Another pro Trek book that includes media cameos is Ishmael.

Reactions and Reviews

Incidentally Ms Hambly is not the only published Star Trek author to include 'other series' characters into Star Trek stories. Ms Lorrah has also managed it. In the 'IDIC Epidemic' the ambulance attendants described during the evacuation of the hospital strongly resemble two L.A. cops normally known as Starsky and Hutch. [2]
direct sequel to The Vulcan Academy Murders. A mysterious mutating plague on Nissus, a science colony with residents from dozens of species, interrupts the Enterprise's assignment to transport a group of dissident Vulcans to found a new colony. The disease is particularly troubling because it mutates into newer and more deadly strains in the bodies of mixed-species people, which seems to question the viability of the basic principle of the Federation: strength in diversity.

As with Lorrah's previous novel, this is technically well written, with smooth narrative flow and engaging characters. However, there are several flaws. First, there are simply too many characters to do them all justice; I would have preferred to leave Sarek, Amanda, Corrigan, and T'Mir out altogether -- not because I dislike them, but because that would have left time and space to develop T'Pina, Beau Deaver, Seela, and Korsal's sons into more three-dimensional characters. [Korsal is the one original character who gets enough page time, IMHO. And I'd leave Sorel and Sendet in, because they actually get tiny story arcs, whereas the other carryovers from The Vulcan Academy Murders are just there to no purpose.]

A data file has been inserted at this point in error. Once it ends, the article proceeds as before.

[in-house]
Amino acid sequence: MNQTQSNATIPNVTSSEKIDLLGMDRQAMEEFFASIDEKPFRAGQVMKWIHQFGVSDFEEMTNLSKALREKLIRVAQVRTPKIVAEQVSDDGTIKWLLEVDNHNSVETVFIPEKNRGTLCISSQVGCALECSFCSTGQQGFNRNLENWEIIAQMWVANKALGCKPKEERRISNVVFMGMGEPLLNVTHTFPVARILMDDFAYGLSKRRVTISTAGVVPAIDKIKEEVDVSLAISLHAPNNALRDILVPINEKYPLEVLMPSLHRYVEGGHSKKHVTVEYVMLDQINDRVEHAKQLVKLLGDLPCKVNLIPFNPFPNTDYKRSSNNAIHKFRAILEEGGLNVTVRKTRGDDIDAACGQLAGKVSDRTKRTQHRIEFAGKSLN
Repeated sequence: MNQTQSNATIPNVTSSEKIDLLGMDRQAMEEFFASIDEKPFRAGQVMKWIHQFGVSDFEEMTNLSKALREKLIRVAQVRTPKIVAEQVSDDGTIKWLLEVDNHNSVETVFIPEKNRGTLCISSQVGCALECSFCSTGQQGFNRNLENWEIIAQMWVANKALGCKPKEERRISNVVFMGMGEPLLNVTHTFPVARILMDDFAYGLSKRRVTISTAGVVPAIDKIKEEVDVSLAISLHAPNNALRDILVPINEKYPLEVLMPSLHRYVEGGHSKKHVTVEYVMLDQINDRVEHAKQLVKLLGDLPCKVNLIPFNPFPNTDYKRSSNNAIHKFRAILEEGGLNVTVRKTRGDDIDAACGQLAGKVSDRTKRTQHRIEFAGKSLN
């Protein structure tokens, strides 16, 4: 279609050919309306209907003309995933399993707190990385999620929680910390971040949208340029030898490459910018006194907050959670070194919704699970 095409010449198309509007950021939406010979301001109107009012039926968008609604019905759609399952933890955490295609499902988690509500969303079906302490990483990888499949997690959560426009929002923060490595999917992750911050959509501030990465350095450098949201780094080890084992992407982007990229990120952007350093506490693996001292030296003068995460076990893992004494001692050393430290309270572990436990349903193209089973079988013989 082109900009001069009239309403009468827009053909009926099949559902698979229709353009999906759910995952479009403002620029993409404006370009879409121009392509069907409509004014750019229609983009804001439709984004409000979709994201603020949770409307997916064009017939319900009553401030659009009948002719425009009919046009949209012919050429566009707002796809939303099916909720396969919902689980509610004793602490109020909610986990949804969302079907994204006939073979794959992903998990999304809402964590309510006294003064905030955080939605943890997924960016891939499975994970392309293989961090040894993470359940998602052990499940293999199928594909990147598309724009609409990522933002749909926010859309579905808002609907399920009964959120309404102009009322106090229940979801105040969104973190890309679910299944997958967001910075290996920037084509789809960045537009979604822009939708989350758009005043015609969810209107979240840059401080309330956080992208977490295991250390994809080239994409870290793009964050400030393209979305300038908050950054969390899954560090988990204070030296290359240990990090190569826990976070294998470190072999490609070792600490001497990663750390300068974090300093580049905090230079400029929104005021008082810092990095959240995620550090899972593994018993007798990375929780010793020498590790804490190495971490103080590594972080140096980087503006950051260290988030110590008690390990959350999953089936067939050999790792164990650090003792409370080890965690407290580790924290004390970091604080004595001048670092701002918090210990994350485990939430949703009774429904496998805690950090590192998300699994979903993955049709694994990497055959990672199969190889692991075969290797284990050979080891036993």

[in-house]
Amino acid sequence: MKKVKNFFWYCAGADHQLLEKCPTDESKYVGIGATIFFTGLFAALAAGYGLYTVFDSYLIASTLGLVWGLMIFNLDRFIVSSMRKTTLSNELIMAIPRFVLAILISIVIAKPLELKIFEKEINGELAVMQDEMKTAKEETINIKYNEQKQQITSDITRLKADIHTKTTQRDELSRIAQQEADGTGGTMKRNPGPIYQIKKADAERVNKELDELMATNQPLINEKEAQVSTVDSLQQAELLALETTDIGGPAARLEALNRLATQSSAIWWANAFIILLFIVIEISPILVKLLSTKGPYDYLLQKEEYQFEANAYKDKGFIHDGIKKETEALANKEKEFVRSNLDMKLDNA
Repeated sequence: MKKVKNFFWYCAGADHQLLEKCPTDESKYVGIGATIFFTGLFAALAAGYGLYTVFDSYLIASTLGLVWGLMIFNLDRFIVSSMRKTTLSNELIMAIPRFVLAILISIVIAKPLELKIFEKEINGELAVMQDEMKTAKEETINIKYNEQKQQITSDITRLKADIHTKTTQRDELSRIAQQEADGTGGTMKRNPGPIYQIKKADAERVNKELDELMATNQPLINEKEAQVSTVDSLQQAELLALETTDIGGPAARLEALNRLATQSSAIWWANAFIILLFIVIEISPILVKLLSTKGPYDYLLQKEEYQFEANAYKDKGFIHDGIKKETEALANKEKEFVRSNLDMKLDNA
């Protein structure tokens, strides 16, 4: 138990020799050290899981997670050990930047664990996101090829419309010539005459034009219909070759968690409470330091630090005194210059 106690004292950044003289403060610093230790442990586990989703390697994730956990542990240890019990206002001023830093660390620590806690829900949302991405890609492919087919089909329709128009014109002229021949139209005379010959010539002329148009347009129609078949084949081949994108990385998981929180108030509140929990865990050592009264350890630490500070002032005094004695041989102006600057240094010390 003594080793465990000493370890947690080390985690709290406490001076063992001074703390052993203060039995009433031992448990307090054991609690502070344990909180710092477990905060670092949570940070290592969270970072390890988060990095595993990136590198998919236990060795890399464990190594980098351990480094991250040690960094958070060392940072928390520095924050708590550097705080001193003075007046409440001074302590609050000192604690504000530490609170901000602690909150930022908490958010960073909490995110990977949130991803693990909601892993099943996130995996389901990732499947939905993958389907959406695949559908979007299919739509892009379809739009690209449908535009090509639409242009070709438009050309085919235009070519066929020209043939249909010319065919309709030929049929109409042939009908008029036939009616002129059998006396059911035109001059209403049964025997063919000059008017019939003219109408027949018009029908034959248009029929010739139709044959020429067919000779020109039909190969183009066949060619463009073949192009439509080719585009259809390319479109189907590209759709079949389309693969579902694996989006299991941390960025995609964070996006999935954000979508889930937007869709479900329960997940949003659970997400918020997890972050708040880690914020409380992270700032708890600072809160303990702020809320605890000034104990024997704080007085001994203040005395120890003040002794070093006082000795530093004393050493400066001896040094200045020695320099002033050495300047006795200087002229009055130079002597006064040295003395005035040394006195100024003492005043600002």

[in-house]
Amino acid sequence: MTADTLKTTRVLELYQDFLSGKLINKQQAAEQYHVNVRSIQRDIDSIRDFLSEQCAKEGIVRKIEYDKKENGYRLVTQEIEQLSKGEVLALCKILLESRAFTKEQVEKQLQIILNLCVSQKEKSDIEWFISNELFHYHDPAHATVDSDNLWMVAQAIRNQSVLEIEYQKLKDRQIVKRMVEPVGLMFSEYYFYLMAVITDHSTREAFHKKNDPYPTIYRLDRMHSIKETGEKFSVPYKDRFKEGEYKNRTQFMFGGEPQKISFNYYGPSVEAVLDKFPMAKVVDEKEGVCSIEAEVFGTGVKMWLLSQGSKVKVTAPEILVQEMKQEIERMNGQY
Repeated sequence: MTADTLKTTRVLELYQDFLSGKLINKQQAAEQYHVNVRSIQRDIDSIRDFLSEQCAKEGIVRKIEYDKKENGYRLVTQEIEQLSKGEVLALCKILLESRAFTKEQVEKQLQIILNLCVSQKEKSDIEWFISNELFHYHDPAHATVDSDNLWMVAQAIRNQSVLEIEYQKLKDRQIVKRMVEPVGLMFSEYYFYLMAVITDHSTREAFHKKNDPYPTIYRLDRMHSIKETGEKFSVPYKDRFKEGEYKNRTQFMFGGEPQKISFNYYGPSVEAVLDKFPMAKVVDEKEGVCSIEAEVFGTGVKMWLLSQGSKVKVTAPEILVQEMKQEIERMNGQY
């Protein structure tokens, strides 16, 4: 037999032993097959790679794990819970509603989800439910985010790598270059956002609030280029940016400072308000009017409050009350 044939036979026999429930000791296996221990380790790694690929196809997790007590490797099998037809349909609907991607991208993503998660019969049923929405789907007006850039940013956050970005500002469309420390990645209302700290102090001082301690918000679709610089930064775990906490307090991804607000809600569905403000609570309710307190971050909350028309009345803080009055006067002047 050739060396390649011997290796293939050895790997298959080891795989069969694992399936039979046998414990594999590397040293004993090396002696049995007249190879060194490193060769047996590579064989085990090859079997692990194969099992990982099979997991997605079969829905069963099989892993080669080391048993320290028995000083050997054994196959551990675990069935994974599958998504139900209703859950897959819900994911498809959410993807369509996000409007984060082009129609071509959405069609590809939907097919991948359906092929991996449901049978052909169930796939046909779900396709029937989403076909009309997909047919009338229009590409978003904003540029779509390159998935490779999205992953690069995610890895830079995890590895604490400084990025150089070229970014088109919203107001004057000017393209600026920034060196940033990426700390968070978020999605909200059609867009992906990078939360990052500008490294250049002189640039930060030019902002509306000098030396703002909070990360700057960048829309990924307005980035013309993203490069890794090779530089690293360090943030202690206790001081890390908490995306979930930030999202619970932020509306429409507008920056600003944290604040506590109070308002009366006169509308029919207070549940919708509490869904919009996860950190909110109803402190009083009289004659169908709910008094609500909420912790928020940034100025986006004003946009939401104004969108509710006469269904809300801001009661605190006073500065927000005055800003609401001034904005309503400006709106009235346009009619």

Second, Lorrah is far too concerned with tying people up in tidy romantic pairings. I grant you, everyone she ties up is Vulcan to some degree; she's established Vulcans as meddling matchmakers and biologically driven to find a bond in order to stave off pon farr; and the mess around T'Pina helps illustrated the IDIC principle -- but still. It annoys me, because life is not that tidy and I was far more interested in the plague than in Lorrah's not particularly compelling romance subplots.

Third, the ending flat-out doesn't work. It's too rushed; it doesn't explain anything. How did Klingon Imperial Plague get to Nissus in the first place, for example? Why did it mutate in such a curious pattern? The Klingons can't use it as a bio-weapon, but what about the Romulans? Will the people of Nissus be able to repair the strained bonds of their society? Lorrah provides a cure and resolves her romantic plotlines, but leaves everything else hanging, which I found extremely frustrating. YMMV, obviously!) [3]


  1. from Interstat #121
  2. from a review of Ishmael in IDIC #2
  3. Fan critic edenfalling, "book list, June 2009; lots and lots and LOTS of thoughts on Star Trek tie-in novels" July 1, 2009.